4. Probability distributions

# 4. Probability distributions - 4 Probability Distributions...

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4. Probability Distributions Probability : With random sampling or a randomized experiment, the probability an observation takes a particular value is the proportion of times that outcome would occur in a long sequence of observations. Usually corresponds to a population proportion (and thus falls between 0 and 1) for some real or conceptual population.

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Basic probability rules Let A, B denotes possible outcomes P(not A) = 1 – P(A) For distinct (separate) possible outcomes A and B, P(A or B) = P(A) + P(B) If A and B not distinct, P(A and B) = P(A)P(B given A) For “independent” outcomes, P(B given A) = P(B), so P(A and B) = P(A)P(B).
Happiness (2008 GSS data) Income Very Pretty Not too Total ------------------------------- Above Aver. 164 233 26 423 Average 293 473 117 883 Below Aver. 132 383 172 687 ------------------------------ Total 589 1089 315 1993 Let A = above average income, B = very happy P(A) estimated by 423/1993 = 0.212 (a “marginal probability”), P(not A) = 1 – P(A) = 0.788 P(B) estimated by 589/1993 = 0.296 P(B given A) estimated by 164/423 = 0.388 (a “conditional prob.”) P(A and B) = P(A)P(B given A) estimated by 0.212(0.388) = 0.082 (which equals 164/1993, a “joint probability”)

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P(B) = 0.296, P(B given A) = 0.388, so A and B not independent. If A and B were independent, then P(A and B) = P(A)P(B) = 0.212(0.296) = 0.063 But, P(A and B) = 0.082. Inference questions: In this sample, A and B are not independent, but can we infer anything about whether events involving happiness and events involving family income are independent (or dependent) in the population? If dependent, what is the nature of the dependence? (does higher income tend to go with higher happiness?)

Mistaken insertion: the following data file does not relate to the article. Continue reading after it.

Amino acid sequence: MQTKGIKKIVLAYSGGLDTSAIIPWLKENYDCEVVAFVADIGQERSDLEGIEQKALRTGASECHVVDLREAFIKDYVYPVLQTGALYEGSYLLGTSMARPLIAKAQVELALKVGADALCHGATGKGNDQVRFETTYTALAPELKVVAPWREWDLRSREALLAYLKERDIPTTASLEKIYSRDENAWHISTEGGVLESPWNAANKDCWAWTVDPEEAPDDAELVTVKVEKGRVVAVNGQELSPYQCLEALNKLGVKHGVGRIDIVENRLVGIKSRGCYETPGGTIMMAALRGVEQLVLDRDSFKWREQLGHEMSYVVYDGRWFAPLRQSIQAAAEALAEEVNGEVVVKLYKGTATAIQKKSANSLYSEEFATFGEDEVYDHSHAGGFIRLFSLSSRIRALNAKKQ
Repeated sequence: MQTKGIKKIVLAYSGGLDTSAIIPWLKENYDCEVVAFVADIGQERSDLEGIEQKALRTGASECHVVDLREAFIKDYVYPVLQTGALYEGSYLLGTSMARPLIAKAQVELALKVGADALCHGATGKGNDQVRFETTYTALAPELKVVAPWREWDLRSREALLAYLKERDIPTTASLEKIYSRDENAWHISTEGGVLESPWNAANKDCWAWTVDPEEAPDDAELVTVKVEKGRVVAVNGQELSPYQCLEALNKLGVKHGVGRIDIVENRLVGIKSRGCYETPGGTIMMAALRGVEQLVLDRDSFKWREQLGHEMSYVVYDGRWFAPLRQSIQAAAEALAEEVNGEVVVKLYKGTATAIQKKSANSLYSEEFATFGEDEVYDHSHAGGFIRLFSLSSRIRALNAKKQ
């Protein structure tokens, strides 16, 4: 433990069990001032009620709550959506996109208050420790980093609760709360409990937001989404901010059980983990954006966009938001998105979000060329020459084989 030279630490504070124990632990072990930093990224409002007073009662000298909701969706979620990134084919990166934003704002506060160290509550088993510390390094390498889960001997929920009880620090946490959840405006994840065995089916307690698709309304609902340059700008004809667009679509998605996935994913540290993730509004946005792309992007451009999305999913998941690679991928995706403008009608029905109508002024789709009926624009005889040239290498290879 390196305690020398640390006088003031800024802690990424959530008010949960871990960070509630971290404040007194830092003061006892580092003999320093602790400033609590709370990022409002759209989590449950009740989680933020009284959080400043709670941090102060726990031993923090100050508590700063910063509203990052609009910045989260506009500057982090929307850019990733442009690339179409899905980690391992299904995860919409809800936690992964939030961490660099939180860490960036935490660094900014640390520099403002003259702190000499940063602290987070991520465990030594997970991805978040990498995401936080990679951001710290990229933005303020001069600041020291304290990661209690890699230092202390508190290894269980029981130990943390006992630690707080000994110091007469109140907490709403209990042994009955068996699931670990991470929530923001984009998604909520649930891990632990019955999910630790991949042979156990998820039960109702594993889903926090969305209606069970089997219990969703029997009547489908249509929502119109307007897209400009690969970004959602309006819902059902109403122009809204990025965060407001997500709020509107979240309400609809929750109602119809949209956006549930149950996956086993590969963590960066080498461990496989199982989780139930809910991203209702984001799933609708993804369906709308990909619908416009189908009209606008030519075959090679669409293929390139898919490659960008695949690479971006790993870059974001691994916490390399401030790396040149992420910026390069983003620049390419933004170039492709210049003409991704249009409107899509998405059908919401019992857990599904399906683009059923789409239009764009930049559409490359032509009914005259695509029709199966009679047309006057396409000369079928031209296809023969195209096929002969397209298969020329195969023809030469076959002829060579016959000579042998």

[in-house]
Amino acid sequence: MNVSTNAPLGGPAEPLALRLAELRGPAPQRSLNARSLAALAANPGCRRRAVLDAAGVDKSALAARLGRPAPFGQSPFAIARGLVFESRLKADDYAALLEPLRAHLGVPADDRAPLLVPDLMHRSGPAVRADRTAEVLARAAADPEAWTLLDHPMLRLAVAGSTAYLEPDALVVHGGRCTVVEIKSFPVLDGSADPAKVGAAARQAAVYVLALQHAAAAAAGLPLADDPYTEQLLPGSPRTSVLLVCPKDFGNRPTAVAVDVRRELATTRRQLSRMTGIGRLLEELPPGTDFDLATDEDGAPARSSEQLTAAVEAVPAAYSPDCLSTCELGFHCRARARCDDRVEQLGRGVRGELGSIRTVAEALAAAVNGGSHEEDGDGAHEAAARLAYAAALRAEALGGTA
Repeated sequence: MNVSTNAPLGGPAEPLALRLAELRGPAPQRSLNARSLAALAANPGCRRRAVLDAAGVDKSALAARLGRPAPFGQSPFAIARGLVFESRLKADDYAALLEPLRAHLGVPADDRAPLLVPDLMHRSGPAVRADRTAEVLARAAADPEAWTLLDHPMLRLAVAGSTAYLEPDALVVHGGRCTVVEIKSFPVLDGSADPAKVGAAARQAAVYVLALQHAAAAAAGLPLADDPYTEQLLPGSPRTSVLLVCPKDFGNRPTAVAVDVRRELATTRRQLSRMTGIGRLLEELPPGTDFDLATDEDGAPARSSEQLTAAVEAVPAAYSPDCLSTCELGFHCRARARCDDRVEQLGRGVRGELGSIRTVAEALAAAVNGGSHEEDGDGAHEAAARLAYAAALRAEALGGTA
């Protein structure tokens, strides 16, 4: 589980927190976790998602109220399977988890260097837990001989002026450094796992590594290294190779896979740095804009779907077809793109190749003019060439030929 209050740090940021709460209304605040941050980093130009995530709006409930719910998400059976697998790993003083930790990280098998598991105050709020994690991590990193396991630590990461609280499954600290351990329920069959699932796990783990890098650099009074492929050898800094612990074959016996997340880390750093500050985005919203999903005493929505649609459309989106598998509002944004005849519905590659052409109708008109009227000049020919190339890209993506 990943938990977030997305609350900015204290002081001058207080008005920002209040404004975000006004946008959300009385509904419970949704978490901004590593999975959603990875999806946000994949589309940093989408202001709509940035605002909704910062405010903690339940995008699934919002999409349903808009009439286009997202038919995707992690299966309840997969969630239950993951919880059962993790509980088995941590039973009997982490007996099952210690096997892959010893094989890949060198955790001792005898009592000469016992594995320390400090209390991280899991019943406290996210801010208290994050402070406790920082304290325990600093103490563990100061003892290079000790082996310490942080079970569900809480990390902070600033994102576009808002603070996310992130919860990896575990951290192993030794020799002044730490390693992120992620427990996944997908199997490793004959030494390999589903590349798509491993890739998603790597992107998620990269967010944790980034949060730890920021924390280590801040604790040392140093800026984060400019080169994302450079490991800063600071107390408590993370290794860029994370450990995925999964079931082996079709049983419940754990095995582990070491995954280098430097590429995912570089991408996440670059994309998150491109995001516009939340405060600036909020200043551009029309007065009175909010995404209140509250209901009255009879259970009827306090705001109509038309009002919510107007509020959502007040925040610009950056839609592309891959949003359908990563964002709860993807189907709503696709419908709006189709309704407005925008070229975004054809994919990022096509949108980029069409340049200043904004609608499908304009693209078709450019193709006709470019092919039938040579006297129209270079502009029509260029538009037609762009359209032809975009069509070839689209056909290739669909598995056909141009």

Success of New England Patriots Before season, suppose we let A1 = win game 1 A2 = win game 2, … , A16 = win game 16 If Las Vegas odds makers predict P(A1) = 0.55, P(A2) = 0.45, then P(A1 and A2) = P(win both games) = (0.55)(0.45) = 0.2475, if outcomes independent If P(A1) = P(A2) = … = P(A16) = 0.50 and indep. (like flipping a coin), then P(A1 and A2 and A3 … and A16) = P(win all 16 games) = (0.50)(0.50)…(0.50) = (0.50) 16 = 0.000015.

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Probability distribution of a variable Lists the possible outcomes for the “random variable” and their probabilities Discrete variable : Assign probabilities P(y) to individual values y, with 0 ( ) 1, ( ) 1 P y P y Σ =
Example: Randomly sample 3 people and ask whether they favor (F) or oppose (O) legalization of same-sex marriage y = number who “favor” (0, 1, 2, or 3) For possible samples of size n = 3, Sample y Sample y (O, O, O) 0 (O, F, F) 2 (O, O, F) 1 (F, O, F) 2 (O, F, O) 1 (F, F, O) 2 (F, O, O) 1 (F, F, F) 3

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If population equally split between F and O, these eight samples are equally likely. Probability distribution of
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## This note was uploaded on 11/20/2011 for the course STATISTICS ST3241 taught by Professor Manwai's during the Spring '11 term at National University of Singapore.

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4. Probability distributions - 4 Probability Distributions...

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